To show the effect of reverberation, I took Kemar and all the recording equipment into a bathroom with a lot of hard surfaces. It had a shower enclosure that was all glass, a tile floor, a hard tile countertop, a bathtub with hard surfaces, and I took towels and everything soft out of the room that I could. It was a very reverberant room. The speech was 1 meter in front of Kemar with noise 1 meter behind. Even though the speech and noise were the exact same as before, with this much reverberation, there is absolutely no effect of directionality. The signal levels were exactly the same whether directionality was on or off. The directionality system was basically defeated because the noise that should have been coming from behind was actually bouncing off the hard surfaces and coming at Kemar's ear from many different directions at once. That is an example of one of the signal conditions you need to discuss with patients when you fit them with directionality.


Patients expect their hearing aids to work well in every situation, and the simple reality is that hearing aids don't work well in every noisy environment. As we've discussed, directional systems work well depending on where the speech is coming from, where the noise is coming from, and the amount of reverberation in the environment. Noise reduction systems work well, but within certain conditions. This is part of the reality check that we need to do with patients.

The onus is on the audiologist to counsel effectively so that patients and their families understand these situational limitations of noise abatement technology. These systems perform well and offer great benefit. It is the responsibility of the professional to communicate how and when they will and will not work best in order to ensure that patients are successful when using them.

I hope that this talk gave you a few insights that you didn't have before. If you have any questions or further comments, please e mail me at

Questions and Answers

Question from participant: When the effects of reverberation impact the effect of directional microphones because you have signals coming from different directions, do you make a transition to assisted technologies such as FM? How do you see that coming into the conversation?

Dr. Schum: The willingness of adult hearing aid users to use assistive technology in hearing aids has historically been a problem, especially with personal FM systems. However, with the new connectivity options available in hearing aid technology, including personal mics that can be attached to the connectivity options, there's a new opportunity to engage the patient in that discussion. Some audiologists are a little bit hesitant to do that because they're already orienting a new user to pretty advanced technology. It can sometimes be a tricky conversation to have, but as these connectivity options get better and better from the various manufacturers, it might be an easier conversation to have. As long as the professional points out both the benefits and limitations to the advanced technologies in an open and honest way, then it is easier to make a case for some of the extra assistive technology to the patient.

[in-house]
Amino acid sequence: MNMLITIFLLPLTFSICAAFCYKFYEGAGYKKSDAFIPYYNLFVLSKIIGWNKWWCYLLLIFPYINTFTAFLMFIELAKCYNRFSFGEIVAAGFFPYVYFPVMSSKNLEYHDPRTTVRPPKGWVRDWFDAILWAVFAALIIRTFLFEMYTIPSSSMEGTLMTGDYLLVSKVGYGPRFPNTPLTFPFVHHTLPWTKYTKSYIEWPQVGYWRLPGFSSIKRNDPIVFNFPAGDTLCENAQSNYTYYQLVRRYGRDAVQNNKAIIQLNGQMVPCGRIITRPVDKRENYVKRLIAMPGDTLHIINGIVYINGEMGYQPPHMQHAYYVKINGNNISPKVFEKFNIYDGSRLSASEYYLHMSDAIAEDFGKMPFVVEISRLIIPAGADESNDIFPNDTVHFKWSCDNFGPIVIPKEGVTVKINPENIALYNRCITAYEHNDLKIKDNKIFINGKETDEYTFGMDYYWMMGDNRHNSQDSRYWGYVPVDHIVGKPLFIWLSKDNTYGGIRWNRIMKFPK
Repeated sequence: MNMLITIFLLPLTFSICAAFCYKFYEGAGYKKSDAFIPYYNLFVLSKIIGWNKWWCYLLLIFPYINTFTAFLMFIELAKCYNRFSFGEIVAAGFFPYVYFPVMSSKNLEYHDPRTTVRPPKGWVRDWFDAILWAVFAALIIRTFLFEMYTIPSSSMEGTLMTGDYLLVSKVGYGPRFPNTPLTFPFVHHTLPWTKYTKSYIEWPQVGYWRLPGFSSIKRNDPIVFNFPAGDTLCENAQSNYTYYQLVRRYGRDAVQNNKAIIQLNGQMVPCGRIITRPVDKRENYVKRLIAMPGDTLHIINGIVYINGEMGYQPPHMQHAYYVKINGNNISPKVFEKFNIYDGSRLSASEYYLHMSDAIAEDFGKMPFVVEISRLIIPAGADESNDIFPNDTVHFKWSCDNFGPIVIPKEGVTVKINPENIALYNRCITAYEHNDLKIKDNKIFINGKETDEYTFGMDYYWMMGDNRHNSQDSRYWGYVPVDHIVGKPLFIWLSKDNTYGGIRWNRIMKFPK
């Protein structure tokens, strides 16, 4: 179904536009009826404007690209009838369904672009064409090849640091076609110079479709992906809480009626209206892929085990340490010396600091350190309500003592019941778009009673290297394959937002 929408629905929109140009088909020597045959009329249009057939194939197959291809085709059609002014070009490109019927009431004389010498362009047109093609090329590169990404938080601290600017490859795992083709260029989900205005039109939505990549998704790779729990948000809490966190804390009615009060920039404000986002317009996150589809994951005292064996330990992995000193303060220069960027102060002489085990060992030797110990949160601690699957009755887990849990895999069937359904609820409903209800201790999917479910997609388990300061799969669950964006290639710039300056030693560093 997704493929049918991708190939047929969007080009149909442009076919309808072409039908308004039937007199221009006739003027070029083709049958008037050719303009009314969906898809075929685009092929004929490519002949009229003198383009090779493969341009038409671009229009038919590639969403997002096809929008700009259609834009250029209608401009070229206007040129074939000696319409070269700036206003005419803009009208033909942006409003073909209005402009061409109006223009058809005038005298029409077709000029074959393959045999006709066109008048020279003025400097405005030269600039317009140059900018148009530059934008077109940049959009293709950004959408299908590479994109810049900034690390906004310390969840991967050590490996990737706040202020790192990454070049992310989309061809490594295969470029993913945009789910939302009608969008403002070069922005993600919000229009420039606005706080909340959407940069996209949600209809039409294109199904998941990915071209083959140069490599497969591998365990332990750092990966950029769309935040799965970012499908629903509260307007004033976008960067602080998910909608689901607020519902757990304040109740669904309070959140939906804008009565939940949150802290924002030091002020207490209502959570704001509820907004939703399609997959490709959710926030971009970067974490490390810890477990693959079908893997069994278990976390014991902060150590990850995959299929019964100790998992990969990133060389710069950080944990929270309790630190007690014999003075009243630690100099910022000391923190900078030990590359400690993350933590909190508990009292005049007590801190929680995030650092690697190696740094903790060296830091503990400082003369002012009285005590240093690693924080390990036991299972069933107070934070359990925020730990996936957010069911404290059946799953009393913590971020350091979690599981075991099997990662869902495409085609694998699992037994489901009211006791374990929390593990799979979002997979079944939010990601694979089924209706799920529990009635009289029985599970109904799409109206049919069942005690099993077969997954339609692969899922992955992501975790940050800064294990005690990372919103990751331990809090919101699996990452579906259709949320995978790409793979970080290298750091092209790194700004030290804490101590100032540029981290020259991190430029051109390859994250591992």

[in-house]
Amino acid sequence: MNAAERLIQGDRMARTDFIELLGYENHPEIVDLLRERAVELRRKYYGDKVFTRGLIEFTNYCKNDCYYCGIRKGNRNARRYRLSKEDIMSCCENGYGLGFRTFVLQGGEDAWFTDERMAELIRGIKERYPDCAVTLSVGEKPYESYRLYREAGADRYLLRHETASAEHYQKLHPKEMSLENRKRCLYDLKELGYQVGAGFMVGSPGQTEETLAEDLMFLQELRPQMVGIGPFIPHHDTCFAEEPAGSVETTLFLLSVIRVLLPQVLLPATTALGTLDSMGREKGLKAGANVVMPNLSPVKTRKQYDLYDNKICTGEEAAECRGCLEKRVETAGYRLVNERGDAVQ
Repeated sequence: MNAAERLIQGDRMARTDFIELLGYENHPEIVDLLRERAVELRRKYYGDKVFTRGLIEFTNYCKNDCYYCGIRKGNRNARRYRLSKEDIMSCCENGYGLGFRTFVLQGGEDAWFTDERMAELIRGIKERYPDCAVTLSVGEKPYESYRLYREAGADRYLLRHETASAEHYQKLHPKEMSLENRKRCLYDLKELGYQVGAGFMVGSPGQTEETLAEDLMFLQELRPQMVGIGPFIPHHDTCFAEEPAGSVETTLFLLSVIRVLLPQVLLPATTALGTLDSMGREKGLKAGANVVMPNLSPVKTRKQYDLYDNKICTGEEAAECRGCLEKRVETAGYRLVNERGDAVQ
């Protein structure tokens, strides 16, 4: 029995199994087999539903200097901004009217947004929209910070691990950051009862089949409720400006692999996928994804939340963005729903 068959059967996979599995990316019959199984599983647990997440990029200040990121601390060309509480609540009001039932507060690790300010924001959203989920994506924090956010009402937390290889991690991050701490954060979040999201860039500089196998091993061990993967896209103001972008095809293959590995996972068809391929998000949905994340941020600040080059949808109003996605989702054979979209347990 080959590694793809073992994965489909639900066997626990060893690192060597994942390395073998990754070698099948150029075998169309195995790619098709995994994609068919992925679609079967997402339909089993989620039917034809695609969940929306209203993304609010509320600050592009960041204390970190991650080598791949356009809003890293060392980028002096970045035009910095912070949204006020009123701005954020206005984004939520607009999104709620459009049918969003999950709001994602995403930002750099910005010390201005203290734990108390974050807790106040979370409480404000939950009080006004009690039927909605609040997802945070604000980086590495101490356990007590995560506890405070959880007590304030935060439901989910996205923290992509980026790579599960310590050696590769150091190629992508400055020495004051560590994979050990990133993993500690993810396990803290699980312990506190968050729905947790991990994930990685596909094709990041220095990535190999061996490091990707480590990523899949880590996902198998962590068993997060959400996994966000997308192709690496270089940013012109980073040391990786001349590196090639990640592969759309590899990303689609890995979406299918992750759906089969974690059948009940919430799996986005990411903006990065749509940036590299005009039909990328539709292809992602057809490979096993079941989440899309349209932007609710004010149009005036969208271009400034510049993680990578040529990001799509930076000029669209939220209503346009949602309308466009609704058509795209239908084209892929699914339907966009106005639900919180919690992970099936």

Signia Xperience - July 2024

donald j schum

Donald J. Schum, PhD

Vice President of Audiology and Professional Relations, Oticon

Don Schum currently serves as Vice President for Audiology & Professional Relations for Oticon, Inc. Previous to his position at Oticon in Somerset, Don served as the Director of Audiology for the main Oticon office in Copenhagen Denmark. In addition, he served as the Director of the Hearing Aid Lab at the University of Iowa, School of Medicine (1990-1995) and as an Assistant professor at the Medical University of South Carolina (1988-1990). During his professional career, Dr. Schum has been an active researcher in the areas of Hearing Aids, Speech Understanding, and Outcome Measures. (B.S. in Speech & Hearing Science, University of Illinois M.A. in Audiology, University of Iowa Ph.D. in Audiology, Louisiana State University.)

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Recorded Webinar
Course: #38656Level: Introductory1 Hour
Every patient wants to hear better in noise, whether it be celebrating over dinner with a group of friends or on a date with your significant other. Roger technology provides a significant improvement over normal-hearing ears, hearing aids, and cochlear implants to deliver excellent speech understanding.